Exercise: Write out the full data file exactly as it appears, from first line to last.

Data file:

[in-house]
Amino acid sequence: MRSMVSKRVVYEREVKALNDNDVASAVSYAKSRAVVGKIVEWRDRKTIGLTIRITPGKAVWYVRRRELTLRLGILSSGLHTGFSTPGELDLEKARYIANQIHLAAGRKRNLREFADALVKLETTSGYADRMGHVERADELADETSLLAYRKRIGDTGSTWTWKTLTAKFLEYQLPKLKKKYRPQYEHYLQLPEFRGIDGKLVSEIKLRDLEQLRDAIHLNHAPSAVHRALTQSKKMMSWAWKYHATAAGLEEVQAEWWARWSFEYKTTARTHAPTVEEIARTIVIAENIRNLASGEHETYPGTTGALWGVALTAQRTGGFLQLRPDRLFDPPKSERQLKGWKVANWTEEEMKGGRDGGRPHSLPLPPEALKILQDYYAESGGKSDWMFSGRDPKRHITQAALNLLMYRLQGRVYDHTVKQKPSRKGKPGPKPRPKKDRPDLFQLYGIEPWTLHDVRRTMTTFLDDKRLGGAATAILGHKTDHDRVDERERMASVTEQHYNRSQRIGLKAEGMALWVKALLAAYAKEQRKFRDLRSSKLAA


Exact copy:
[in-house]
Amino acid sequence: MRSMVSKRVVYEREVKALNDNDVASAVSYAKSRAVVGKIVEWRDRKTIGLTIRITPGKAVWYVRRRELTLRLGILSSGLHTGFSTPGELDLEKARYIANQIHLAAGRKRNLREFADALVKLETTSGYADRMGHVERADELADETSLLAYRKRIGDTGSTWTWKTLTAKFLEYQLPKLKKKYRPQYEHYLQLPEFRGIDGKLVSEIKLRDLEQLRDAIHLNHAPSAVHRALTQSKKMMSWAWKYHATAAGLEEVQAEWWARWSFEYKTTARTHAPTVEEIARTIVIAENIRNLASGEHETYPGTTGALWGVALTAQRTGGFLQLRPDRLFDPPKSERQLKGWKVANWTEEEMKGGRDGGRPHSLPLPPEALKILQDYYAESGGKSDWMFSGRDPKRHITQAALNLLMYRLQGRVYDHTVKQKPSRKGKPGPKPRPKKDRPDLFQLYGIEPWTLHDVRRTMTTFLDDKRLGGAATAILGHKTDHDRVDERERMASVTEQHYNRSQRIGLKAEGMALWVKALLAAYAKEQRKFRDLRSSKLAA